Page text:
What has to happen Friday for NBA to have labor peace

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We are close. Very close.

By Monday we could be talking about what the Heat/Lakers/Celtics need to do in free agency, not luxury tax details. There are real signs of hope. David Stern watched the NBA players’ union press conference Thursday from the back row of the room, and both he and union head Billy Hunter were laughing and saying to each other “tomorrow.”

So what has to happen? What has to be covered Friday for there to be a handshake and a deal?

Here are three key hurdles.

• Basketball related income (BRI). This is the elephant in the room — how you divide up the league’s revenue. How you split up the money. It has not been discussed the last two days and Hunter said it will be the first thing discussed Friday morning. Pray it is a long meeting, because if it is a short it means they discussed BRI and remain so far apart they walked away from the table.

BRI is the league revenue, all the money that flows into the league from ticket sales and national television contracts, as well as part of the money from luxury suites, local television and radio, even parking and concessions. In the old deal, the players got 57 percent (of what is left after the owners take a cut off the top for expenses).

Last we left off, the players came down to 52.5 percent, the owners were at 50 percent. That’s looks close but it is still about $100 million a season. If neither side will budge off their line then the talks are dead again. But if the owners gave in on some system issues — for example softening the luxury tax and keeping Bird rights (so teams can go over the cap to resign free agents) — would the players come down closer to 50 percent? Will the owners come up a little? Can they agree to a band that slides up and down depending on revenue? They are close, there are ways to make this happen.

But how to split up the money is what this whole thing is about in the end. It’s not going to be easy.

• Exceptions for luxury tax teams. One thing the owners want in the new agreement is a way to rein in big spending teams, to level the playing field (or so they think). One is a new luxury tax that increases the more teams spend, one that would escalate fines the more years teams are paying the tax.

The remaining stumbling block here is what are the exceptions to the tax, according to Adrian Wojnarowski of Yahoo.

Before tackling the revenue split, the biggest hurdle left to solving the system issues appears to be with the use of midlevel and bi-annual exceptions for tax-paying teams.

While details were still unclear how a punitive luxury tax system would work for teams exceeding the salary cap, one league source involved in the talks told Y! Sports on Thursday night: “The tax is not the issue. The exceptions are where the fight is.”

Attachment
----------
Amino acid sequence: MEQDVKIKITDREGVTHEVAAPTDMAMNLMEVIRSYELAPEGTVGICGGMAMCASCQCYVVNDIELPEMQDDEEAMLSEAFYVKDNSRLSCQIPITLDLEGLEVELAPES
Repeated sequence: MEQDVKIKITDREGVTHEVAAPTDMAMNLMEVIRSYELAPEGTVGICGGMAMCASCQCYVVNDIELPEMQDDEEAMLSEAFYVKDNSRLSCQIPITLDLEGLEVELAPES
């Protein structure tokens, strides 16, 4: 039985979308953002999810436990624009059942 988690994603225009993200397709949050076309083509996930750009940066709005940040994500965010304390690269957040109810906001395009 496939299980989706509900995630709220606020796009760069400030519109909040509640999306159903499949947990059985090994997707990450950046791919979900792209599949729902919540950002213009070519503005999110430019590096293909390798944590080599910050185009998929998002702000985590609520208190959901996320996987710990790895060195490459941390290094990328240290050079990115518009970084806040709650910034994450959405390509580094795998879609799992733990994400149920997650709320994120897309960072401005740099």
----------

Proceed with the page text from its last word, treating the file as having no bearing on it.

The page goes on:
• The hardliners not messing things up. This is what has happened when deals have been close before — Kevin Garnett comes in and stares down the owners and says the players will not go below 53 percent of BRI; or owners like Dan Gilbert and Paul Allen push for more from the players and don’t give any more. Even keeping the union’s attack-dog lawyer Jeffrey Kessler out of the room the last few days seems to have mattered (he is in Russia on other business). Keeping those guys at arm’s length until there is a handshake matters — you can sell this deal once it is in place, but those guys could mess it up before we get to that point.

There are other little things to be covered — for example the draft age limit has not been a topic yet — but those are relatively minor and not deal breakers. The three above are the reasons we would not see a deal in the next 72 hours or so.

And if we don’t see a deal then, it may be a long, cold winter without NBA hoops.

Isaiah Thomas scores 33, Celtics beat Bulls 104-95 to tie series

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CHICAGO (AP) Isaiah Thomas scored 33 points, and the Boston Celtics beat the Chicago Bulls 104-95 on Sunday to tie their first-round playoff series at 2-all.

Boston blew a 20-point lead, but Thomas keyed a third-quarter run that put the Celtics back on top after Chicago briefly went ahead.

Gerald Green made four 3-pointers on his way to 18 points, helping the top-seeded Celtics return the favor in Chicago after dropping the first two games at home. Al Horford added 15 points and 12 rebounds.